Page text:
You choose, we deliver
If you are interested in this story, you might be interested in others from The Journal Gazette. Go to and pick the subjects you care most about. We'll deliver your customized daily news report at 3 a.m. Fort Wayne time, right to your email.


  • GM quarterly profit falls 85% on recall costs
    DETROIT – Recall expenses chopped $1.5 billion from General Motors’ bottom line in the second quarter, as it added up the costs of repairs for nearly 30 million cars and set aside funds to compensate victims of small-car crashes.
  • China detains employees of suspect meat seller
    Five employees of a company accused of selling expired beef and chicken to McDonald’s, KFC and other restaurants in China were detained by police Wednesday after an official said illegal activity was an organized effort by the
  • Meat supplier in China scandal has global reach
    It isn’t a household name, but the company at the center of a food scandal in China helps make some of the world’s most popular foods, including the Big Macs and Quarter Pounders served at McDonald’s locations.

Column: Soybeans sucked lower


South American farmers are preparing to harvest their soybean crop, a factor that is pulling prices around the world lower.

Brazil and Argentina produce nearly half of all soybeans worldwide, and the influx of their beans can have a wide-reaching effect.

Most recently, it has been rumored that Chinese soybean buyers are cancelling contracts to buy U.S.soybeans, choosing instead to buy less-expensive Brazilian soybeans.

Expectations that more demand will be shifted to South America in the coming months caused a selloff in the U.S. markets, pulling prices down by as much as 50 cents per bushel this week.

By Friday morning, prices declined to $12.64, near the lowest price so far this year. In the coming weeks, the market will continue to watch South American harvest weather and Chinese demand for fresh news that could shake the soybean market.

Cold snap shoots crude oil prices higher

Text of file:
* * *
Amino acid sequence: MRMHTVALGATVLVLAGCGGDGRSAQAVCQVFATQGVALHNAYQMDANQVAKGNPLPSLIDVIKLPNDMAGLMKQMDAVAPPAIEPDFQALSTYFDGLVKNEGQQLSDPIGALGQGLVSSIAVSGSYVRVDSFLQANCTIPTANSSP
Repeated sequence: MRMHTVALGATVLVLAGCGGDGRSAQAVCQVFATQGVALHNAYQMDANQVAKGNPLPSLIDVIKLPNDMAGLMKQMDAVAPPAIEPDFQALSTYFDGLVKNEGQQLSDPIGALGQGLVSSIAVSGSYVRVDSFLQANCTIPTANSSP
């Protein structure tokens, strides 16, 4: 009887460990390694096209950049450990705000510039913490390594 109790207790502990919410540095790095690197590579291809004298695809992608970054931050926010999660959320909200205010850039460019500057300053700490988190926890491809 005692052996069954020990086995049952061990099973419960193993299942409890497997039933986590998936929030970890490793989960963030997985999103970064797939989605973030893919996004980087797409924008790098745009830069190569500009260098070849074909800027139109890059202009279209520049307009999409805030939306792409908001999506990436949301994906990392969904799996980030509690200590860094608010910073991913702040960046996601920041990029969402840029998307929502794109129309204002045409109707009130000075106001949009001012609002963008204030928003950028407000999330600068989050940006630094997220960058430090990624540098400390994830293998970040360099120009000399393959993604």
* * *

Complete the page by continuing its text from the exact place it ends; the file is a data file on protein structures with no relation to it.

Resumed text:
Crude oil rallied this week on continued strong demand for heating oil during the cold snap across much of the United States.

Made from crude, heating oil is a significant source of heating fuel in the U.S., especially in the Northeast, where a quarter of homes use the fuel.

There was also fresh news this week that another pipeline has begun alleviating the glut of landlocked crude in Cushing, Okla., the central repository for U.S. crude and the benchmark for U.S. prices.

As crude oil moves away from the saturated Midwest and into oil-hungry Gulf Coast refineries, that can help demand and raise prices.

Finally, peace talks between the Syrian regime and rebels stalled this week after the parties refused to meet face-to-face, reigniting fears that peace in the Mideastern country was still a lofty goal.

As of midday Friday, crude oil for delivery in March was trading at nearly $97 per barrel, near the highest price in three weeks.

Gold sparks higher

Gold rattled to a two-month high on Friday, trading near $1,275 an ounce for the first time since November.

Prices rose sharply after government reports showed rising unemployment in the U.S. and weaker manufacturing data.

Economic weakness inspired hope the Federal Reserve will extend its economic stimulus program, which is generally considered a bullish factor for gold prices.

Meanwhile, a pullback in U.S. stock markets on Thursday and Friday may have also inspired some traders to sell stocks and buy gold, which rose $35 per ounce during a two-day period.

Walt Breitinger is a commodity futures broker in Valparaiso. He can be reached at (800) 411-3888 or This is not a solicitation of any order to buy or sell any market.